The NYPD and other police departments want to call them " savages" yet these same guys think it's just funny to sing remakes of Jim Croce song about a Mike Brown's death( Glendale,Calif Police) or telling people these guys got exactly what they got regardless of their innocence or guilt and no matter how obvious cops purposely murder others, they are automatically innocent..especially when you can see..like with Eric, Tamir and Michael, they are White police officers.

    Gee..I wonder why call if this is happening?*sarcasm*

    1. *Typo* third paragraph, first line..Let me change to " We also got to witness the controversy over The Interview movie..."

  2. Very well said.

    You know what their (the French media) response was yesterday? Let's make a sketch with prophet Muhammad and a TV host! Yeah, the host was asking questions to someone in the backstage who acted like he was the prophet, saying that he loved the caricatures and went to Charlie Hebdo office to take the orginal caricatures as he felt flattered. He said other things too but I was rolling my eyes and it was near the end.

    I'm not Muslim either but I can't understand this mentality.

    "Anyone who keeps saying that we need to hear the moderate voice of Islam — why aren’t Muslims denouncing these violent attacks doesn’t own Google.”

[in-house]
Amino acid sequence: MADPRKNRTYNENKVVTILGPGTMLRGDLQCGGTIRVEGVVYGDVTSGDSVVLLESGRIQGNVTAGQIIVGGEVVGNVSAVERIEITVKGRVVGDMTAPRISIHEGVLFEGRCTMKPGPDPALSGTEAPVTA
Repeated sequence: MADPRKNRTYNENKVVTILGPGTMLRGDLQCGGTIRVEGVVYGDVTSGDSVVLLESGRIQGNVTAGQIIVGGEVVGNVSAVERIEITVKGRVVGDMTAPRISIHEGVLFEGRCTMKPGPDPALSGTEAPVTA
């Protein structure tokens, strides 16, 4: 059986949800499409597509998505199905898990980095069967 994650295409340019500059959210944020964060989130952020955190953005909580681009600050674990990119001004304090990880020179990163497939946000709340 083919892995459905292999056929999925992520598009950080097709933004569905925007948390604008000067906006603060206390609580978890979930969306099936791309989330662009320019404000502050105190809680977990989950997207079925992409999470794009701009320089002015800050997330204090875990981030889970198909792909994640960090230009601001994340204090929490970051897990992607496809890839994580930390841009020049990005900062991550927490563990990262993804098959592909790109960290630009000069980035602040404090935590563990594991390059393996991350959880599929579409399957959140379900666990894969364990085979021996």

> Yup. Let me add something: anyone who says that doesn't own a freakin' TV nor have Muslim friends. Duh. (though the US demography is different)

    I'm glad to read such things here and from the blogs you mentionned because this perspective is barely brought up in France from what I've seen (not a whole lot though). I do understand that we're mourning as a nation, and now is probably not the time to criticize dead journalists, which was why I kept my mouth shut IRL and online to not piss people (till yesterday) and be respectful, but what you said is important and must be said.

    Oh, and about the Black female cop who was killed, President Hollande personally called her mother to show empathy. Nice gesture.

    1. What a class act by President. Hollande. God bless him.

  3. It is naive to forget that the way we frame the free speech debate is not just about constitutional law, but also about power, politics and privilege. It should escape no one’s notice that the two most recent examples of free speech under assault that inspired national and international reactions were both forms of speech entrenched in the perpetuated marginalization and humiliation of disempowered non-White, non-Judeo-Christian communities.